TEACHING PHILOSOPHY

At Swim Tank we are personally vested in the progress of each and every one of our students.  We strongly believe in promoting a growth mindset in both our students and in our staff.  We have done extensive research on this subject and have shared several articles below that support this philosophy.  In order to support a growth mindset, in our students, it is important that we challenge them individually and praise the effort that they put into their lessons.  Developing a growth mindset starts at a very young age and as parents and coaches we can help to set the example.

Since it’s inception, our teaching philosophy has been that children can learn anything given the right support, environment and time.  We have always supported the notion of “you haven’t learned it yet but if you keep at it, you WILL learn it”.  We have never believed in the “everyone wins” attitude and designed our entire swim program around a system of challenging but achievable milestones.  This system, if approached positively, will foster and develop a “growth mindset” and “grit” in your child.

Swim Tank has a uniquely designed achievement level system, which allows children to set goals, face challenges, work hard and persevere!  Our staff is here to support your child along the way.  Our student’s efforts will always be praised and we will continually reinforce the concept of “Not Yet”.  When student reach their goals the sense of pride and accomplishment that they feel will boost their confidence and create a love of learning.  If we teach our students to be able to take on challenges and learn from these challenges, instead of being defeated by them, we can develop their growth mindset and grit.

What is Mindset?

“Mindset is a simple idea discovered by world-renown Stanford University psychologist Carol Dweck in decades of research on achievement and success – a simple idea that makes all the difference.

In a fixed mindset, people believe their basic qualities, like their intelligence or talent, are simple fixed traits.  They spend their time documenting their intelligence or talent instead of developing them.  They also believe that talent alone creates success – without effort.  They’re wrong.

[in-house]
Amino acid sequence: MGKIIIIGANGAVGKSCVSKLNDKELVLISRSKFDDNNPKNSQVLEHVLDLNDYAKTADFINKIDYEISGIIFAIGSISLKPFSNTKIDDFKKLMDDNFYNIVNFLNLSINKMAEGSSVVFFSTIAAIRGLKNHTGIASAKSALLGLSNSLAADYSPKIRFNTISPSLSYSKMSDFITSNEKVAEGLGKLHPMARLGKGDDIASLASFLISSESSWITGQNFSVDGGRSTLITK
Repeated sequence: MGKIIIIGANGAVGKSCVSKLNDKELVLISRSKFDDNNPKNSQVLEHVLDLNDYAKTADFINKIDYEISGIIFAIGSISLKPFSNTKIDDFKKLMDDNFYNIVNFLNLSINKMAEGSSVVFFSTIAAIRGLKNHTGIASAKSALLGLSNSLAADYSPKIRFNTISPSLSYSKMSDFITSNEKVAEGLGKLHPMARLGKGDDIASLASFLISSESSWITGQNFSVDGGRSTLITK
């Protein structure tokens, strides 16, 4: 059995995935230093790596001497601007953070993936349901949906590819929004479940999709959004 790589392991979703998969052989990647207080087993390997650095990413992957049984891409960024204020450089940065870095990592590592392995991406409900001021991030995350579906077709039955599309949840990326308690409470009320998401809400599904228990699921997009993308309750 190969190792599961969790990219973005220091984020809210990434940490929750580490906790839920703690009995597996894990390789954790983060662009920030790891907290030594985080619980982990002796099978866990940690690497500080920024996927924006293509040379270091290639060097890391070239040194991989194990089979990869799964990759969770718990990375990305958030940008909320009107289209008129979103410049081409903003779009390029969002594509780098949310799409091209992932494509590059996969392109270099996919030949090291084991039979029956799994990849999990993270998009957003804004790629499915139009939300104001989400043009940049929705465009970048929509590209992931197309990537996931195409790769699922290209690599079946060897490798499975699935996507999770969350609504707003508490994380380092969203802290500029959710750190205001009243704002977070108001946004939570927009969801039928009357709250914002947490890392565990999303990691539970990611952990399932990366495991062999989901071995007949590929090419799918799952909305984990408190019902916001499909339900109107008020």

In a growth mindset, people believe that their most basic abilities can be developed through dedication and hard work – brains and talent are just the starting point.  This view creates a love of learning and a resilience that is essential for great accomplishment.  Virtually all great people have had these qualities.

Teaching a growth mindset creates motivation and productivity in the world of business, education and sports.  It enhances relationships.  When you read Mindset, you’ll see how.”

- Mindset, "What is Mindset"

The Power of Yet

“Research on the power of yet – while still in progress – holds promise, says Romero.  In a recent TED talk, Dr. Carol Dweck, the Stanford professor who pioneered research in growth mindset, describes how emphasizing the word “yet” helps children see themselves on a learning curve: “Just the words ‘yet’ or ‘not yet’ we’re finding, give kids greater confidence, gives them a path into the future that creates greater persistence.”  Last fall, Sesame Street picked up on this theme, learning with Janelle Monae to produce the song “The Power of Yet.”

 - Deborah Farmer Kris, "Preschoolers and Praise: What Kinds of Messages Help Kids Grow?"

So, What is Grit and Why Does It Matter?

When we are in pursuit of a lofty goal, we don’t know when or even whether we will succeed.  Until we do.

Grit is a distinct combination of passion, resilience, determination, and focus that allows a person to maintain the discipline and optimism to persevere in their goals even in the face of discomfort, rejection, and a lack of visible progress for years, or even decades.

Through extensive research, Angela Duckworth and her team have proven that the common denominator among spelling bee finalists, successful West Point cadets, salespeople and teachers who not only stick with, but improve in their performance is grit.  And according to study after study, people who are smart, talented, kind, curious, and come from stable, loving homes, generally don’t succeed if they don’t know how to work hard, remain committed to their goals, and persevere through struggles and failure.

- Jenny Williams, "What Is Grit, Why Kids Need It, and How You Can Foster It"

"Change your Mindset, Change the Game" Dr. Alia Crum at TED

"The Power of Yet" Carol s. Dweck at TEDx Talks

"The Key to success? Grit" Angela Lee Duckworth at TED